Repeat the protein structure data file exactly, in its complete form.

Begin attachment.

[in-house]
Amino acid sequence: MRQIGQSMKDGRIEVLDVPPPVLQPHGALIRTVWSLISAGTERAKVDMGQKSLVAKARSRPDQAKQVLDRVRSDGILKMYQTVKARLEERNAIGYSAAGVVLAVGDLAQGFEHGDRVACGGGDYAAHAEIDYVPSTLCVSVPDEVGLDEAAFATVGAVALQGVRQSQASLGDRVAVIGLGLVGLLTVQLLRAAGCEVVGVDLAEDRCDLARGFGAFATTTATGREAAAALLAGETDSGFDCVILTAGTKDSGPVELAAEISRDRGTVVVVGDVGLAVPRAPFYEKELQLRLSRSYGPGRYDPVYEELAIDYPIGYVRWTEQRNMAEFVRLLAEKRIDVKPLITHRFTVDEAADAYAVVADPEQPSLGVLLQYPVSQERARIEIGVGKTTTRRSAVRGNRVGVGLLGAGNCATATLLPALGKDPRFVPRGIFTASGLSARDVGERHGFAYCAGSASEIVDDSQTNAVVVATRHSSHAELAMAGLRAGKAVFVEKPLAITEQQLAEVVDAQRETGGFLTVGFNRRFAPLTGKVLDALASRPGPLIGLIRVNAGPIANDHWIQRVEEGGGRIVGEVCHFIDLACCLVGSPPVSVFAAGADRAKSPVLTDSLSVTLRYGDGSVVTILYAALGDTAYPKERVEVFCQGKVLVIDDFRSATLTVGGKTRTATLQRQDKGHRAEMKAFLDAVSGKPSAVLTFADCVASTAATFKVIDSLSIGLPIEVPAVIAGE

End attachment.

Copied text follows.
[in-house]
Amino acid sequence: MRQIGQSMKDGRIEVLDVPPPVLQPHGALIRTVWSLISAGTERAKVDMGQKSLVAKARSRPDQAKQVLDRVRSDGILKMYQTVKARLEERNAIGYSAAGVVLAVGDLAQGFEHGDRVACGGGDYAAHAEIDYVPSTLCVSVPDEVGLDEAAFATVGAVALQGVRQSQASLGDRVAVIGLGLVGLLTVQLLRAAGCEVVGVDLAEDRCDLARGFGAFATTTATGREAAAALLAGETDSGFDCVILTAGTKDSGPVELAAEISRDRGTVVVVGDVGLAVPRAPFYEKELQLRLSRSYGPGRYDPVYEELAIDYPIGYVRWTEQRNMAEFVRLLAEKRIDVKPLITHRFTVDEAADAYAVVADPEQPSLGVLLQYPVSQERARIEIGVGKTTTRRSAVRGNRVGVGLLGAGNCATATLLPALGKDPRFVPRGIFTASGLSARDVGERHGFAYCAGSASEIVDDSQTNAVVVATRHSSHAELAMAGLRAGKAVFVEKPLAITEQQLAEVVDAQRETGGFLTVGFNRRFAPLTGKVLDALASRPGPLIGLIRVNAGPIANDHWIQRVEEGGGRIVGEVCHFIDLACCLVGSPPVSVFAAGADRAKSPVLTDSLSVTLRYGDGSVVTILYAALGDTAYPKERVEVFCQGKVLVIDDFRSATLTVGGKTRTATLQRQDKGHRAEMKAFLDAVSGKPSAVLTFADCVASTAATFKVIDSLSIGLPIEVPAVIAGE